Tenn. Senate: Corker's Cash Advantage
The interview came just two days after a poll was released showing Corker in third place (19 percent) in the three-way primary race, trailing former Reps. Van Hilleary (34 percent) and Ed Bryant (23 percent).
Despite lagging behind his two opponents, Corker said he was "ecstatic" about the poll's results, since the numbers came just two weeks into his television campaign, which he expects to continue non-stop until the Aug. 8 primary. "We had hoped to be at that point by the end of May," Corker said about his standing in the polls.
At the moment, any survey is largely testing the three candidates' name identification among voters, since the contest has not truly engaged. It makes sense then that Hilleary -- the party's nominee for governor in 2002 -- was the best known of the three, while Bryant, a candidate for Senate in 2002, placed a strong second.
Corker, who has not run statewide since 1994 (when he lost the Senate primary to Frist), may be the least-known candidate, but he is, by far, the best financed -- the key ingredient to winning the primary, he said.
At the end of March, Corker had raised an impressive $5.5 million and had $4.2 million in the bank. Contrast that with the $1.8 million that Hilleary and Bryant have each raised for the race and the $1.2 million and $1.1 million the two men have on hand, respectively. While Corker has mined the unusually active political donor class of Tennessee, he has also had help from Sen. Norm Coleman (R-Minn.), who hosted a Washington, D.C., fundraiser for Corker last night. Coleman, a fellow former mayor, also hosted a meet and greet on March 10 for Corker at the Southern Republican Leadership Conference in Memphis.
Corker is using that financial advantage to introduce himself to Republican voters in the state with two biographical ads that focus on his business background and ability to create jobs. Expect Corker to draw a strong contrast between his business background and the fact that both Bryant and Hilleary are former House members and lawyers. The ads are produced by Paul Curcio -- the campaign's media consultant. Glen Bolger, a partner in Public Opinion Strategies, is the campaign's pollster.
Bryant and Hilleary are not expected to begin their own television campaigns in the immediate future, but neither candidate can wait too long as early voting runs from July 14 to 29. In 2004, roughly half of the vote was cast either early or absentee; in the 2002 primary between Bryant and Sen. Lamar Alexander, 35 percent of the vote came from either early or absentee ballots.
While Corker is supremely confident about his chances of winning, there are several pending issues that Bryant and Hilleary will use to cast the former mayor as a liberal -- not the best moniker when trying to win a Republican primary.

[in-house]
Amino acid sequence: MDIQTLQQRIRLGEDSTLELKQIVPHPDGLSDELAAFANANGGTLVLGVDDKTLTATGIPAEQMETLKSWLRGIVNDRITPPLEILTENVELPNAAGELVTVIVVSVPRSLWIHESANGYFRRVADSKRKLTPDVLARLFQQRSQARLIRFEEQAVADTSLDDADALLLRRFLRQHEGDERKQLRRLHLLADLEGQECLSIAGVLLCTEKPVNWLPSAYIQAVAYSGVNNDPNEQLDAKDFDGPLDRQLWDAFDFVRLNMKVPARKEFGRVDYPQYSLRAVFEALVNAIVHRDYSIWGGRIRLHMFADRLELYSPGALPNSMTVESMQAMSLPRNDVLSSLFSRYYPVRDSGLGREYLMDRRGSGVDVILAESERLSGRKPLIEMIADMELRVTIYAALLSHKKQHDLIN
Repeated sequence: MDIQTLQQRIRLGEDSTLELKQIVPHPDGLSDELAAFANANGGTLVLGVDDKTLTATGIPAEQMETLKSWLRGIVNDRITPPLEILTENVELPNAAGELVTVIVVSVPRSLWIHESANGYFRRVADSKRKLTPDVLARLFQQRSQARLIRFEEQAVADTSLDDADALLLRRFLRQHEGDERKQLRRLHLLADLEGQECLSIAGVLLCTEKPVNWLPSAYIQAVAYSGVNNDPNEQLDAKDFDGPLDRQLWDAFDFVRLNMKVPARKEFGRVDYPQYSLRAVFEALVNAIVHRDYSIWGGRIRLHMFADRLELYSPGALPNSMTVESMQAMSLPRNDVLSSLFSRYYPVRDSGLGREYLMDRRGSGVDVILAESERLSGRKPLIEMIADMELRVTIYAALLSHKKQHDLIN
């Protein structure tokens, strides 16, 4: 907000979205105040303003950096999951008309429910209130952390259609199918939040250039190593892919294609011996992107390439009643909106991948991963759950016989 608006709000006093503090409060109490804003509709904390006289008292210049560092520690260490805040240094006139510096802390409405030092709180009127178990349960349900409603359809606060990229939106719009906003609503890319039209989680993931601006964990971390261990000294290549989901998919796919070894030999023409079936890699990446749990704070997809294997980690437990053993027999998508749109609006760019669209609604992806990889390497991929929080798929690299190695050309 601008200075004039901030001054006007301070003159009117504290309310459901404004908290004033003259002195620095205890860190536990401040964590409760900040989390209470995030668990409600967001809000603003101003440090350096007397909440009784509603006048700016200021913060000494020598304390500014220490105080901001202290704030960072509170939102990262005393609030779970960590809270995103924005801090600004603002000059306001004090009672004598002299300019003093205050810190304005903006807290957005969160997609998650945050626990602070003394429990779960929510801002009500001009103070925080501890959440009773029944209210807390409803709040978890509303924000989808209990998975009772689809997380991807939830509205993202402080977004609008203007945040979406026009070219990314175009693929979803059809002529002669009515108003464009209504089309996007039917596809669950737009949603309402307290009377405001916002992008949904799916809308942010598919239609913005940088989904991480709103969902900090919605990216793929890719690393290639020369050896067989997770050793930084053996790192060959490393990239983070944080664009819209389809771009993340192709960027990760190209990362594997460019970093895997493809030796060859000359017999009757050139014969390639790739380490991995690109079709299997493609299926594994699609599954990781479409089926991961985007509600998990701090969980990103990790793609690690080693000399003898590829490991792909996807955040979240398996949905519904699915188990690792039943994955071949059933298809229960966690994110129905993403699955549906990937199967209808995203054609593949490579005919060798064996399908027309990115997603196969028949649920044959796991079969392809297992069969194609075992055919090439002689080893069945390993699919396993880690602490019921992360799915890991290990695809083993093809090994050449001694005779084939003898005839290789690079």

Corker has acknowledged that he voted in two Democratic primary elections in 1998 and also makes no secret that he raised taxes during his tenure from 2001 to 2005 as Chattanooga mayor. On the former issue, Corker says he was living in Davidson County (Nashville) at the time and the only way to have an influence on his elected officials was to vote on the Democratic side of the ledger. On the question of raising taxes, Corker said his predecessor left him with little choice. "Houdini would have had to raise taxes," Corker said, adding that by the end of his term Chattanooga had its lowest property taxes in more than five decades.
Nonetheless, these two issues fit nicely into 30-second attack ads. Corker will certainly have the resources to respond, but it remains unclear whether either or both issue will be disqualifying for him in the primary.
The prospect of an all-out brawl on the Republican side has Democrats overjoyed as Rep. Harold Ford Jr. is running unopposed for his party's nomination. To date, Ford has run an extremely strong campaign and shown a willingness to take risks -- most notably running early television advertising on issues of the day, like port security and -- more recently -- gas prices.
Republicans are watching Ford closely. The National Republican Senatorial Committee noted today that Ford leases a sport utility vehicle through his congressional office and charged more than $2,500 worth of gas to his congressional office in 2005.
Committee aides also provided an excerpt from Ford's appearance on MSNBC's "Hardball" last night. When asked whether people should be allowed to drive SUVs, Ford responded: "People have a right to drive what they want to drive. I think that if we ask for sacrifice from our troops, we should ask for sacrifice from the American people."
Nonetheless, Ford will be a formidable candidate in the fall, especially, Republicans acknowledge, if Bryant or Hilleary win the nomination. Polling has shown him running even or ahead of all three GOP candidates.
With Democrats needing a six-seat pick-up to retake control of the Senate, Tennessee currently offers them their best opportunity outside of Pennsylvania, Rhode Island, Montana, Ohio and Missouri.
Check The Fix tomorrow morning: The Friday Line this week will be our latest ranking of the hottest Senate races. Here's a link to last month's Senate rankings.
May 11, 2006; 3:45 PM ET
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